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CONLANG  December 1998, Week 3

CONLANG December 1998, Week 3

Subject:

Re: flowing script (erat: Thought and Language)

From:

"BP.Jonsson" <[log in to unmask]>

Reply-To:

Constructed Languages List <[log in to unmask]>

Date:

Fri, 18 Dec 1998 17:12:47 +0000

Content-Type:

text/plain

Parts/Attachments:

Parts/Attachments

text/plain (27 lines)

> > On Thu, 17 Dec 1998, Nik Taylor wrote:
> >
> > [snip]
> > > On a related note, has anyone here invented a flowing script like Arabic
> > > or our cursive, where all the letters are joined?  I find that very hard
> > > to invent, and have given up several times.

I did one many years ago -- age 13 ca.! -- which was definitely
unbeautiful, then again one when I got dissatisfied with the shorthand
system I was using at the time and started to investigate the theory of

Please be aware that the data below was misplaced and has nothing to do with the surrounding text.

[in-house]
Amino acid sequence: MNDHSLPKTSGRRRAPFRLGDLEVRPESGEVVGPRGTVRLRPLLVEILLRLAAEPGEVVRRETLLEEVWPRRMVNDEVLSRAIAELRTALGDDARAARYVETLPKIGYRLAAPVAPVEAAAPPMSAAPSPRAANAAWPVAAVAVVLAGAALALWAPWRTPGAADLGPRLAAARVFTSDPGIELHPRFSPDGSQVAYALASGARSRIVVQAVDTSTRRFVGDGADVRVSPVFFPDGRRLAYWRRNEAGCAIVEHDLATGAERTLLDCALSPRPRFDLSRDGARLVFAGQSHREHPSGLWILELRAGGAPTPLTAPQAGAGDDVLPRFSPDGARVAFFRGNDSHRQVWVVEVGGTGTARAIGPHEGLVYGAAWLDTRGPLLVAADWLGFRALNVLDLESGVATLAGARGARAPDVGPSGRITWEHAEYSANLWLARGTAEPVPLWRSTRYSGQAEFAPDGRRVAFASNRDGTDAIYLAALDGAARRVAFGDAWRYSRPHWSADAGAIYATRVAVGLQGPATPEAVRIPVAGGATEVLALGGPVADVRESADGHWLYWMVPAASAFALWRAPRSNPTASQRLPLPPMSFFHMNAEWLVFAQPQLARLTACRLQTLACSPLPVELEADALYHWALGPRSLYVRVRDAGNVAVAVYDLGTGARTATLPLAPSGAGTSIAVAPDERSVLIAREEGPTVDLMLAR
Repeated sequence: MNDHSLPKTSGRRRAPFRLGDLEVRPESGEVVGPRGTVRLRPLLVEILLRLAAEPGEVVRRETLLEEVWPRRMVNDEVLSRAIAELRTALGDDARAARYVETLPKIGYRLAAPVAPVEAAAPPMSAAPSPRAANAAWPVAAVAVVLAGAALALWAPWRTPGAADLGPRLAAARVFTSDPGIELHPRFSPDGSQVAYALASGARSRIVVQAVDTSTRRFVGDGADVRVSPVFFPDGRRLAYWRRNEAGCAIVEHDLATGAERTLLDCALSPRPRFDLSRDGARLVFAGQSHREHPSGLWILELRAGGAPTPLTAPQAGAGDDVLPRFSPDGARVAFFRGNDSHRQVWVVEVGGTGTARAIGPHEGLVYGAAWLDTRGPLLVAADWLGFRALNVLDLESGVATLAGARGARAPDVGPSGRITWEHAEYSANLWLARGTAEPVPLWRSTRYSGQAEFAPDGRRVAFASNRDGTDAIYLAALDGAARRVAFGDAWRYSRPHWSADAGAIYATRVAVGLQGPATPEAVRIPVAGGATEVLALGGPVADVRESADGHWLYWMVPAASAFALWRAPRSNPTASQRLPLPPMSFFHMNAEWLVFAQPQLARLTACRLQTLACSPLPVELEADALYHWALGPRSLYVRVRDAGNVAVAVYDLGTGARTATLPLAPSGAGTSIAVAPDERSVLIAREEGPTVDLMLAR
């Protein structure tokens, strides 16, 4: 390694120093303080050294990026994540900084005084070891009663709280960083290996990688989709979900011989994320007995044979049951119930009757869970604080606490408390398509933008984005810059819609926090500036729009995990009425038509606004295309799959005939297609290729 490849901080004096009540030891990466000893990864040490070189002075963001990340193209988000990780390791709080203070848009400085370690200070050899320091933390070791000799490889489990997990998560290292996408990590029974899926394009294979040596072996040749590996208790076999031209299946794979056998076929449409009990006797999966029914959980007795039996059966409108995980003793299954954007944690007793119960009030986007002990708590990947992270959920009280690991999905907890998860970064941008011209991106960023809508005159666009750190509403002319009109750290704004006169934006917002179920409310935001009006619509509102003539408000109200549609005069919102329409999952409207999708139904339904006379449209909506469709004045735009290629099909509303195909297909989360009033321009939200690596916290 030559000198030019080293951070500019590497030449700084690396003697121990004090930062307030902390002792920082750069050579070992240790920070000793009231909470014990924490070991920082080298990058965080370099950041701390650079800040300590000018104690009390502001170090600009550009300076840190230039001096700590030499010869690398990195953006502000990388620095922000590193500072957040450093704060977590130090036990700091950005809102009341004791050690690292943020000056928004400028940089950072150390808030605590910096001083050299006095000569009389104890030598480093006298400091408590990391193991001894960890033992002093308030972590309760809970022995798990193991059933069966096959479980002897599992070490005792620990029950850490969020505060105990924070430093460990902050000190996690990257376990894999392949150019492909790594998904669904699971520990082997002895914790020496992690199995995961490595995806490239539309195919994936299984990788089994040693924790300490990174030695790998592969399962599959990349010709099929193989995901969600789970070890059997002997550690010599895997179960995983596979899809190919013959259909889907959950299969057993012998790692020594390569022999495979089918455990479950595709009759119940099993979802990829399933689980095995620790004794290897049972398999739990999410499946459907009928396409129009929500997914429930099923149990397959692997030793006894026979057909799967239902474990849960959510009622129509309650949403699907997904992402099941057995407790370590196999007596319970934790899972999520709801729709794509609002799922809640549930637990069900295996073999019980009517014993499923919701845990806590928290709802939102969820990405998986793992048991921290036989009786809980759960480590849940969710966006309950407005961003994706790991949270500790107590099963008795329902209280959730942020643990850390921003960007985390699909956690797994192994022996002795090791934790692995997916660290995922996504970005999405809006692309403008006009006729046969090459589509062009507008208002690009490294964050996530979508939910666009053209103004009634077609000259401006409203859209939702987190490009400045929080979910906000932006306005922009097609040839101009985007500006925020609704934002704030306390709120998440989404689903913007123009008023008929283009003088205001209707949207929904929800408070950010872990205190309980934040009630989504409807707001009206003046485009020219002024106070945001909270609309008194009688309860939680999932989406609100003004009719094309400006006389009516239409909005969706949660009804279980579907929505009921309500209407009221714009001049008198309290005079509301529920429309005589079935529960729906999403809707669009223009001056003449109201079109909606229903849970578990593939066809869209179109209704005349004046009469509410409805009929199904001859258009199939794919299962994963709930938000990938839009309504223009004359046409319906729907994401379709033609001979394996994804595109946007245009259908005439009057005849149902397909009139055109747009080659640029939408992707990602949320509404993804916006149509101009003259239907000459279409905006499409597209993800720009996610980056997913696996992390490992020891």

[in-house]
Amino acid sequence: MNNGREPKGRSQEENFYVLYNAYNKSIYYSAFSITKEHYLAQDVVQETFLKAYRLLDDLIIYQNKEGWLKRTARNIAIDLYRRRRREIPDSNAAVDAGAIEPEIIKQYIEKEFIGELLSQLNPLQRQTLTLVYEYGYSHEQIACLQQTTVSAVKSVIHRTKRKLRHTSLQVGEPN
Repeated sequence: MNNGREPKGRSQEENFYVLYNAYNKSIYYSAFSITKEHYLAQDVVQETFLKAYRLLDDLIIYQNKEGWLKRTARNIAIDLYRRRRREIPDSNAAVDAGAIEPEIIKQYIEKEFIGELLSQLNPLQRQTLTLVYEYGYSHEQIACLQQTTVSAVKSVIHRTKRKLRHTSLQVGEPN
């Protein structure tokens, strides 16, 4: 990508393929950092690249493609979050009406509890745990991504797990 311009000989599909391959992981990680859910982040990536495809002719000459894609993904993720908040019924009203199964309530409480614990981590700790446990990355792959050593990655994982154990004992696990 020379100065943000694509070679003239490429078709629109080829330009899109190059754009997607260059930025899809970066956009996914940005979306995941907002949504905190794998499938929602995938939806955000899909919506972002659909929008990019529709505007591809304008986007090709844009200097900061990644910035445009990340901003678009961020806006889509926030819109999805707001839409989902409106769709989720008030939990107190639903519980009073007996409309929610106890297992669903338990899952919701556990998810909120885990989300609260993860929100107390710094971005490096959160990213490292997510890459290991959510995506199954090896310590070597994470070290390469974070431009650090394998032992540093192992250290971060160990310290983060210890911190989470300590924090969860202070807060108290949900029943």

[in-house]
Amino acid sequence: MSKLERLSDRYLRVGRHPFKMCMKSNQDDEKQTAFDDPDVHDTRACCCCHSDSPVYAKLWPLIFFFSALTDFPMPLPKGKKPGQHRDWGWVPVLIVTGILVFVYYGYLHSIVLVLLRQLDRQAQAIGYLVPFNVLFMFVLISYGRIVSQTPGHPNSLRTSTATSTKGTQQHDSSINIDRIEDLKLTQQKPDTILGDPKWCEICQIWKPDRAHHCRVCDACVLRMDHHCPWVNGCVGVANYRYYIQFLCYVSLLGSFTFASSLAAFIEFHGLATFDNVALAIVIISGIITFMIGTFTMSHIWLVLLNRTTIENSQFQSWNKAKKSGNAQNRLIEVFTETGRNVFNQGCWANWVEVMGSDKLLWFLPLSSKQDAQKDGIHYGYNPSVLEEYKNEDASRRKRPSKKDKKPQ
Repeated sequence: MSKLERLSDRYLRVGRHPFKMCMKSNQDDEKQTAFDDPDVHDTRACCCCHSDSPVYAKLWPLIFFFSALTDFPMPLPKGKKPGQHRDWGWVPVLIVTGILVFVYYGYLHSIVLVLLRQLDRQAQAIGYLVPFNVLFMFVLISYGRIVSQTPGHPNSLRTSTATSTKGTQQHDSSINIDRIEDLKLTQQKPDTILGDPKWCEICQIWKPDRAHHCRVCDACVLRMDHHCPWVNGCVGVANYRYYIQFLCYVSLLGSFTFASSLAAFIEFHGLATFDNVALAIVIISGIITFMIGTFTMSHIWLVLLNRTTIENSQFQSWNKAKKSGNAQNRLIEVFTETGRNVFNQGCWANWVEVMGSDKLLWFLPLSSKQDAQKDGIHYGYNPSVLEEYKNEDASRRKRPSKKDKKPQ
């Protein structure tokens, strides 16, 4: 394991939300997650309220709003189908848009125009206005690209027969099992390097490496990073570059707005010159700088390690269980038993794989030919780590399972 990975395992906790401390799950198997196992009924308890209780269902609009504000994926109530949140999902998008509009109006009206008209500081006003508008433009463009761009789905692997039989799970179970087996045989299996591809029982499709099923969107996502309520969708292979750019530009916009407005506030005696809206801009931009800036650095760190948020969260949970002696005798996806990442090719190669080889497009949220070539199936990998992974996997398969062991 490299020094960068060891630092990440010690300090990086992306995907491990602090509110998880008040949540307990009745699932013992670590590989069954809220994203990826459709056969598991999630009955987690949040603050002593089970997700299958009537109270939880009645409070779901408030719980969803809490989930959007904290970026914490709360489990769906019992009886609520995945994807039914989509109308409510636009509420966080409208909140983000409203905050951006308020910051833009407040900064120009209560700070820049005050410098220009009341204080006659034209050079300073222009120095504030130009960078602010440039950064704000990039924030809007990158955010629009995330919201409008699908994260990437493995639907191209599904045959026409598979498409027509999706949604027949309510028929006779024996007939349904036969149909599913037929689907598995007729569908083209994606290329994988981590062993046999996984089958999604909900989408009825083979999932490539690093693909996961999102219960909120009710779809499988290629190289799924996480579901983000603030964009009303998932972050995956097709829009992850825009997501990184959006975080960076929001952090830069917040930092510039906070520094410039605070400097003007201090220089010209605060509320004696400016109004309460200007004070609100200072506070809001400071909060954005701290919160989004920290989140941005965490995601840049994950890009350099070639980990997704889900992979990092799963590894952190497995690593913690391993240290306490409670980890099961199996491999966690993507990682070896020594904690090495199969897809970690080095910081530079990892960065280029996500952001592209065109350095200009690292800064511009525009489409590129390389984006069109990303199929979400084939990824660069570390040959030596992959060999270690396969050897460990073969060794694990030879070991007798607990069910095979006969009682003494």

shorthand construction.  I came across one system which had all signs that
were not actually squiggles or curves *on* the base line start and end on
the base line.  I developed a more non-shorthand script, with fewer
distinctions based only on relative dimensions of similar shapes, no single
signs for "clusters", no pen-pressure distinctions etc. on the same
principles -- principles which anyway differ from most shorthand systems,
which don't care about words lying on a line at all, ant thus inherently
less short, since the "short" in "shorthand" refers to time, not to length
on paper.  What I retained was the principle of all strokes being
meaningful; ordinary Roman handwriting involves a mass of joining strokes,
which serve no other purpose than allowing the pen to stay on the paper
while moving from one letter-shape to the next, and this shows.  Arabic has
much less of this, with one important exception: the final strokes used on
final and isolated letters.  I didn't find my project very successful
though, and besides I was too caught up at the time in designing a
shorthand, so I didn't stay at the designing or use the script very long.

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